• Similarly, consider Brandon Jennings telling the DC Sports Bog's Dan Steinberg about Italian basketball: "I think it's more physical overseas. You know, they don't call anything. You can grab, you can choke a player out, you can do anything. It's real rough over there, so I think it'll be kind of easier for me in the NBA. You know, I won't mind getting bumped or being hit, because I've been hit all year."

  • There are many different reports out there that Omri Casspi is one tough dude. I don't know who his agent is, but this is good pre-draft buzz. In a draft where many players are seen as similarly talented, toughness sells.

  • And as long as we're in a Euro-hyping portion of the bullets, Ettore Messina has been mentioned many times as a candidate for NBA jobs, and he just left CSKA Moscow which is in financial trouble. He says on his blog, however, that he has been in talks with Real Madrid.

  • Joey from Straight Bangin' shows up with conviction on FreeDarko, examining how it is that the Knicks have managed to be a relevant and oft-discussed team, even through a decade of meaninglessness on the court.

  • On Ball in Europe, Francesco Cappelletti re-caps Brandon Jennings' European experience: "Scouts aren't so interested in Jennings' stats (5.5 points in 17 minutes per game, 20 percent shooting on 3-point FGs, 2.3 assists, 1.5 turnovers and 2.1 steals per game), but are analyzing his 2008/09 season in other ways; meanwhile, forecasts with Jennings as a high lottery pick increase daily. Why? Jennings still uses one and only one speed (the maximum, naturally); he's not good enough at reading teammates' moves; he too often goes for the spectacular steal instead of defending man and ball; and he hasn't improved as a shooter. On the other hand, Jennings gets credit for his unstoppable first step to the basket; his open-court transition play on fast breaks, at which he has few rivals; and a positively developing passing instinct. ... draft-centric websites put him in Golden State as 7th overall pick or to New Jersey at 11. B.J. is still considered the second-best point guard in the draft ... So congratulations, Sonny Vaccaro! You've worked well for your client's reputation and current account (keep in mind that B.J. became Under Armour's frontman), but in the end, the entire balance of Jennings' season was in the extreme negative.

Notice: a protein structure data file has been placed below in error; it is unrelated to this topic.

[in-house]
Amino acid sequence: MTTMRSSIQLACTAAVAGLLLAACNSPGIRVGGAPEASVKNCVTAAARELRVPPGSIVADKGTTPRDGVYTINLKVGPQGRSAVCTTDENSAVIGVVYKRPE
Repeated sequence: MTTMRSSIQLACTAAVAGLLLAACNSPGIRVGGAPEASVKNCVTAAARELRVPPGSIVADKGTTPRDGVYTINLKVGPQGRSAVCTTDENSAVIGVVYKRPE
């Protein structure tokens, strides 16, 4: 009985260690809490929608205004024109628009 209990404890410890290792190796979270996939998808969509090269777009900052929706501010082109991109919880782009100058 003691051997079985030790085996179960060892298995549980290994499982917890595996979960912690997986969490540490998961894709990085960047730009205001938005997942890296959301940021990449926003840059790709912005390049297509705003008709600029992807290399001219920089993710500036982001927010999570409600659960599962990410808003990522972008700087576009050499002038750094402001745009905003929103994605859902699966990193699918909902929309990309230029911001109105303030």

• Pete Pranica, Grizzlies play-by-play man, talked to General Manager Chris Wallace and said trading the second overall pick is a possibility, as is drafting Ricky Rubio. Then there is this: "They could pick Hasheem Thabeet at #2, inspiring Grizzlies promotions manager and music maven Carly Knight to commission a local band to cover the Go-Go's song 'We Got The Beat' with re-worked lyric
    s: 'We got Thabeet.'" (In recognition that some of your are too young, too old, or too cool to know that reference ... this is what he's talking about. And you know what? Listen to the original -- you don't have to re-work a darn thing. It sounds precisely like they're saying "We Got Thabeet" already.)